Dermatologists in our Division are active in clinical research in the fields of contact dermatitis, melanoma and non-melanoma skin cancer, psoriasis, medical dermatology would healing, and some clinical drug trials.
In contact dermatitis specifically several residents are presently involved in projects involving contact allergy to topical medicaments, hair dye allergy, topical corticosteroid allergy, reactions to dental materials, a 10 year retrospective review of all epoxy allergic cases at the Ottawa patch-test clinic and finally, cardiac/vascular and joint prosthesis allergy.
Dr. Melanie Pratt, is our Research Director and an internationally recognized authority in contact dermatitis.Â Dr. Pratt is collaborating with Dr. JohnÂ Elliott from the University of Alberta, on a project dealing with the genetics of hair dye allergy.Â It is an HLA study.Â She is also collaborating with Dr. Peter Hull from the University of Saskatchewan, looking at a possible filaggrin mutation in patients with polysensitization.
Our Dermatology Residents all have research projects and most will present nationally at the Canadian Dermatology Association Meeting, as well as internationally at the American Contact Dermatitis Society Meeting or the American Academy of Dermatology meeting.Â Many go on to publish their studies and cases.Â Several residents have won awards for their projects and presentations at these meetings over the years.
Dr. Steven Glassman performs clinical research in the fields of Psoriasis, Vitiligo and Photobiology.Â He is medical director of the photodermatology units at TOH and Elizabeth Bruyere Health Centre (Bruyere Continuing Care).
Our Mohs surgery unit opened in June 2009 and is run by Dr. Jillian Macdonald.
Dr. Jennifer Beecker is establishing a Pigmented Lesion Clinic, to provide service education and research into the early diagnosis of malignant melanoma.
Dr. Kursad Turksen, Phd, is a basic researcher with a cross-appointment to the Division of Dermatology.Â He is actively involved in research involving claudin-6 and keratinization.
Dr. Turksen and his team co-discovered a molecule called claudin-6 that plays a key role in the development and function of skin cells. They found that this molecule resides on the cell surface and acts as a gate-keeper, controlling which molecules are allowed in and out. In order to learn more, they developed a strain of mice that express excess amounts of claudin-6. They found that these mice have highly permeable skin, and they get dehydrated very quickly. Interestingly, very premature babies seem to suffer from a similar condition. It is hoped that further research on these mice may lead to insights into how to keep premature babies healthier. Another interesting application involves drug delivery: future research may reveal a way to temporarily increase the skinâ€™s permeability so that drugs can be delivered by a patch rather than by injection.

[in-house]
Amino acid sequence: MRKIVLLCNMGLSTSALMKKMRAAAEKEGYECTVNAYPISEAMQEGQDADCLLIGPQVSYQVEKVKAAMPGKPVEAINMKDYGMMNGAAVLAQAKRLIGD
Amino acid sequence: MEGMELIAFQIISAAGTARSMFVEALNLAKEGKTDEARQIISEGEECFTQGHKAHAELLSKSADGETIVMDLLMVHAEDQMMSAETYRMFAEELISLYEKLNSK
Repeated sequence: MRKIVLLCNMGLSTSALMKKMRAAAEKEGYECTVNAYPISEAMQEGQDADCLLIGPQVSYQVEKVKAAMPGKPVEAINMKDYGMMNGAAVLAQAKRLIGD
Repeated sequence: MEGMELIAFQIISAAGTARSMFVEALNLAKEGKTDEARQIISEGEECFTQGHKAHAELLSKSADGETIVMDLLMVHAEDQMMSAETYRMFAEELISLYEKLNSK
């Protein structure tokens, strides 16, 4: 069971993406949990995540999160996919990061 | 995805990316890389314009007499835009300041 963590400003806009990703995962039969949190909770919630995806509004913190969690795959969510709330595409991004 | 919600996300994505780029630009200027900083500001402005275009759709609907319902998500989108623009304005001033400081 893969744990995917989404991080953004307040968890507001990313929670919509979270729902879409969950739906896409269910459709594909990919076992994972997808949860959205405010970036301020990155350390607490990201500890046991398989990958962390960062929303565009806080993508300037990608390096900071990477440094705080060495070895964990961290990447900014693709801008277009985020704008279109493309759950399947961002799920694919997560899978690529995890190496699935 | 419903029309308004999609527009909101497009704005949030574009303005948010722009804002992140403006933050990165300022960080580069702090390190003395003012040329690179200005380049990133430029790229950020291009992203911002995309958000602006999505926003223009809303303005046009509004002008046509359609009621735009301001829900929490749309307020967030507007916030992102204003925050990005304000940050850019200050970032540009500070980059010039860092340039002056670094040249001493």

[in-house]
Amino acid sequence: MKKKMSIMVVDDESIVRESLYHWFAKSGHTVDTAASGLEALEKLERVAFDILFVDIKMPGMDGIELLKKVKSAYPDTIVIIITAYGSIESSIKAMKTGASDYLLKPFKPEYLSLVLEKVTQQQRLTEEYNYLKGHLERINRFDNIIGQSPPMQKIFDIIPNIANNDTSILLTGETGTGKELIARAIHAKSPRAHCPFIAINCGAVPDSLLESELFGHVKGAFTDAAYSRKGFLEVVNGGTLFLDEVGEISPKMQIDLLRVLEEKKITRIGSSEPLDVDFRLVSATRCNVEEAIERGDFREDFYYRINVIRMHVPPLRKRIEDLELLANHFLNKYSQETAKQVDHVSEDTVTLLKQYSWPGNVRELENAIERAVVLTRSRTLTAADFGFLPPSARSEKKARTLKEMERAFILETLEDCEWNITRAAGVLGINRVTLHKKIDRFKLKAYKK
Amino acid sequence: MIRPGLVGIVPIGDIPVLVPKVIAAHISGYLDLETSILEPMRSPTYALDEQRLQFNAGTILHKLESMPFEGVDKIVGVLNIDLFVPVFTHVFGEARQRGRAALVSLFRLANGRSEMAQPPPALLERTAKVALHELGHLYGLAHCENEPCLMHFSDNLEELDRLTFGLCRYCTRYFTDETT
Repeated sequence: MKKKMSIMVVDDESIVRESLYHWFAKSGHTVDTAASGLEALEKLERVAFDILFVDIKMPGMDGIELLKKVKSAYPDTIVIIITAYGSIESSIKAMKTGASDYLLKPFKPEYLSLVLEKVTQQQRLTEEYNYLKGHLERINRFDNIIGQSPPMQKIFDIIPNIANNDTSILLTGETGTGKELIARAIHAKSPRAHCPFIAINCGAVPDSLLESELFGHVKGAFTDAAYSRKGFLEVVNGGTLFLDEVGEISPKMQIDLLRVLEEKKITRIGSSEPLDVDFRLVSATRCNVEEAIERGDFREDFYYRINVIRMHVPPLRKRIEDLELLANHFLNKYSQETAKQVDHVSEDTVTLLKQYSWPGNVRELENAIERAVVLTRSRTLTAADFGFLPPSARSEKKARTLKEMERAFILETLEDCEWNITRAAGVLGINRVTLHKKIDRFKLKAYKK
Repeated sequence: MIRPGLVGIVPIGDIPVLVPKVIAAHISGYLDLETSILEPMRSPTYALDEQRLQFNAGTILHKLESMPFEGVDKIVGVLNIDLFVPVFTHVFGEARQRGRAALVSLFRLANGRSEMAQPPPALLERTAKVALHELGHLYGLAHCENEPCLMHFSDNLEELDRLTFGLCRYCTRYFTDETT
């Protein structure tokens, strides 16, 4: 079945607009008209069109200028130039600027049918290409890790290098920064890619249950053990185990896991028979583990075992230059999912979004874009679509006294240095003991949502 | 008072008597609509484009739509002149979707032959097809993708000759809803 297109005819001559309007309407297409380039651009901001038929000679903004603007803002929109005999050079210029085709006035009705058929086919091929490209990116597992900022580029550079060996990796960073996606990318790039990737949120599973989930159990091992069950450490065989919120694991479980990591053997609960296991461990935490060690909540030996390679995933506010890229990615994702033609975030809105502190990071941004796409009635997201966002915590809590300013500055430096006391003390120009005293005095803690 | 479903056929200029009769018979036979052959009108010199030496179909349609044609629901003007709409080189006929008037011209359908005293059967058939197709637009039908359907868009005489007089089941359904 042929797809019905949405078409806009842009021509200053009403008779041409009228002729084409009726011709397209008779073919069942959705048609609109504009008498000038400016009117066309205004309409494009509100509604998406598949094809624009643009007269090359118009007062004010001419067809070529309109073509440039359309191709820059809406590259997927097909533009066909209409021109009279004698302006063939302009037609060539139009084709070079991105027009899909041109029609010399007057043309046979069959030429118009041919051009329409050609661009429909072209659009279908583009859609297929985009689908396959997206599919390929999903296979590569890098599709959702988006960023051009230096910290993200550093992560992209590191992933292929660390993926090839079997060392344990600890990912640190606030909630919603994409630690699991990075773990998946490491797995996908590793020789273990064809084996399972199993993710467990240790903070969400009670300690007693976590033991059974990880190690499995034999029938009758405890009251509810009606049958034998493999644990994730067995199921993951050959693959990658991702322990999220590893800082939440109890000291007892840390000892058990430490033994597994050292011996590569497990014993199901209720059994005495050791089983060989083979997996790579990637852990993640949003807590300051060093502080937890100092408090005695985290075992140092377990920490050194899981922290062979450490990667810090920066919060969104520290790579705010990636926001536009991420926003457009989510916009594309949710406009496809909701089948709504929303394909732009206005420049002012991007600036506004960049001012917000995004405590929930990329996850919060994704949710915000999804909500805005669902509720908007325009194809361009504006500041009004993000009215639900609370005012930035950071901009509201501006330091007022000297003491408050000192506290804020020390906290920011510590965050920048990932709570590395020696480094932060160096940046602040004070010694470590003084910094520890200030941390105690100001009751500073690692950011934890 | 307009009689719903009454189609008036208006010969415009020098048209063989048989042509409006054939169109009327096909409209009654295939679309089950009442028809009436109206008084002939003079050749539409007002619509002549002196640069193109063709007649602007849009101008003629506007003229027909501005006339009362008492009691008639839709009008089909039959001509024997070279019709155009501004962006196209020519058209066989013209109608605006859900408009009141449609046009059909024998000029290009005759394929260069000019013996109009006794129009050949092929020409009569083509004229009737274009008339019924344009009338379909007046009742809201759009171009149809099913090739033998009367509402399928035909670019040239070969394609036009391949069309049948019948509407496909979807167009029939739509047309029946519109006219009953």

Dr. Turksen is also investigating the role of claudin-6 in the differentiation of embryonic stem cells. Depending on various signals, these stem cells can form any tissue in the body. It turns out that claudin-6 may play a key role in directing stem cells to begin differentiating into skin cells. Understanding this pathway could lead to new drugs that would promote the regeneration of skin in wound and burn victims. As the development of skin is closely tied to the development of hair follicles, this research also has implications for developing new treatments for hair loss. Dr. Turksen is an expert in isolating and culturing stem cells, and he recently edited the following books on this topic: Embryonic Stem Cell Protocols I; Embryonic Stem Cell Protocols II; Human Embryonic Stem Cell Protocols. Dr. Turksen is a Senior Scientist in the Hormones, Growth, and Development Program at the OHRI, as well as an Associate Professor at the University of Ottawa. His research is supported by the Canadian Institutes of Health Research.